Title – A Nightmare on Elm Street (1984)
Director – Wes Craven (Scream)
Cast – Heather Langenkamp, Robert Englund, Johnny Depp, Ronee Blakley, John Saxon, Amanda Wyss, Jsu Garcia
Plot – Returning from the grave and haunting the dreams of a group of high-schoolers, child murderer Freddy Kruger (Englund) creates an horrific world where sleep means potential death.
“I’m your boyfriend now Nancy”
Review by Eddie on 02/07/2020
While age has wearied the scares found within, there’s no doubt that A Nightmare on Elm Street is an indisputable horror classic, a creative and unnerving world created by legendary genre filmmaker Wes Craven.
Causing much fan-fare and becoming a box office sensation off a meager budget upon release in 1984, Street holds up incredibly well thanks to Craven’s imaginative direction and world building, that takes us on a bizarre journey into the universe of deranged child-killer turned deformed dream stalking murderer Freddy Kruger.
Played by cult figure Robert Englund, Kruger almost instantaneously becomes an icon of horror figures as we are introduced to him as the film opens, Charles Bernstein’s moody score accompanying him on his way as he haunts the dreams of Amanda Wyss’s unfortunate teenager Tina.
It’s an unforgettable entrance, Kruger’s now often imitated razor claws burning their way into the viewers memory and Craven never lets up the tension and suspense as Tina and her friends, including Heather Langenkamp’s Nancy (who becomes the film central focus) and Johnny Depp’s dimwitted and very sleepy Glen Lantz, find out that sleep is not the answer as they become more aware of the fact Mr. Kruger is targeting them when they are at their most vulnerable.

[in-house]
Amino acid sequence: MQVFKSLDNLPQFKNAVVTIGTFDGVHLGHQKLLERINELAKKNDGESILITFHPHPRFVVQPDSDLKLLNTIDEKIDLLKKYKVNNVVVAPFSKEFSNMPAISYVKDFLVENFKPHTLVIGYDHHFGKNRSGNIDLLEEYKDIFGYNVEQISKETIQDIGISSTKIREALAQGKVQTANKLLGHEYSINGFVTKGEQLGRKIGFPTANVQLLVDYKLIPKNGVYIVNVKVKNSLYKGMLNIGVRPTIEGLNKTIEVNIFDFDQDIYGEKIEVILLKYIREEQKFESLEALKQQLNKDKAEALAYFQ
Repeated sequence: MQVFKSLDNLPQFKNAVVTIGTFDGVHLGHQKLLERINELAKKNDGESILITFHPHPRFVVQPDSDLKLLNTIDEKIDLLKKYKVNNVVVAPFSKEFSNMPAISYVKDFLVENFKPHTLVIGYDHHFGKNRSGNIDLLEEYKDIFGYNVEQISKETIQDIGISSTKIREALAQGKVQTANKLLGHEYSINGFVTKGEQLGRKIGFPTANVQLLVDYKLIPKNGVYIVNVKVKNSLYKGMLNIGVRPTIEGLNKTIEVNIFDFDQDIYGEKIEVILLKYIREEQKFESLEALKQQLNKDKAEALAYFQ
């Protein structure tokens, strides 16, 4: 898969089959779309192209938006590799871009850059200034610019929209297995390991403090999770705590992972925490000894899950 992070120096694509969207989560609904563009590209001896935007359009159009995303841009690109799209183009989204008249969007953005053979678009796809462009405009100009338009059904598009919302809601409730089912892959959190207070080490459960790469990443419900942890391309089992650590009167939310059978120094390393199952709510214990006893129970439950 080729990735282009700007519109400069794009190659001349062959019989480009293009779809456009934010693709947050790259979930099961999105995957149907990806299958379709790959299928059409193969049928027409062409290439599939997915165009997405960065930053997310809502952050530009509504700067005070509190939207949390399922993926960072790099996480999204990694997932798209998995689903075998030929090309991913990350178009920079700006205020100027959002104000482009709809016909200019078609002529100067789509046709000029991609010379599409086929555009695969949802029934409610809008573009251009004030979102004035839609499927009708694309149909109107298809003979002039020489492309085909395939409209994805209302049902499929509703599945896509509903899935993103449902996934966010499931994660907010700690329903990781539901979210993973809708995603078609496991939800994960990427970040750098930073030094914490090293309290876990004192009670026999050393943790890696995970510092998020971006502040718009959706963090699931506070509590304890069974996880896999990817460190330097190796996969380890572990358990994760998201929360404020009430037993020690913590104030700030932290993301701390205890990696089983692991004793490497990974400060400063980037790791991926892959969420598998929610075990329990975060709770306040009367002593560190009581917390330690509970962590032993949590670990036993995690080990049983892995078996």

It’s a fantastic set-up, everyone can relate to the feeling of being at their most open to terrors when they lay peacefully in their bed (I’m sure many viewers at the time thought twice about their cosy beds) and Craven perfectly plays this out as the victims of Kruger’s campaign of terrors face off against rotting flesh, terrifying chases through abandoned factories or quiet side alleys or even in now mainstream imagery, pulled into their beds to a world far below or hunted in the confines of their own bubble bath.
There’s much kudos that needs to be paid to Craven and his team, particularly those responsible for the ghastly burnt visage of Kruger’s raw and tortured appearance, its incredible how off-putting and vile a single look from the creature can be, as they managed to against all the odds develop what could’ve been nothing more than a college like production into something that spawned countless rip-offs and follow-ups that never quite managed to make the most of the creation handed to them.
Throughout the fast-moving reign of terror and battle against evil at its most uncompromising is a collection of committed and well-tuned performances that became a staple of Craven ensembles throughout his career.
All giving it their all, the cast of up-starts all dive headfirst into the material provided to them and sell the horror’s of their plights as a group of school students in well over their heads try their best to find a way to stop Kruger from enacting out any more bloody acts of revenge, rounding out a solid package that is deserving of its reputation.
Final Say –
There are elements to A Nightmare on Elm Street that haven’t aged as kindly as others but Craven’s crowning achievement remains a deserving horror icon, anchored by its masterful and detestable evil incarnate.
4 tongue phones out of 5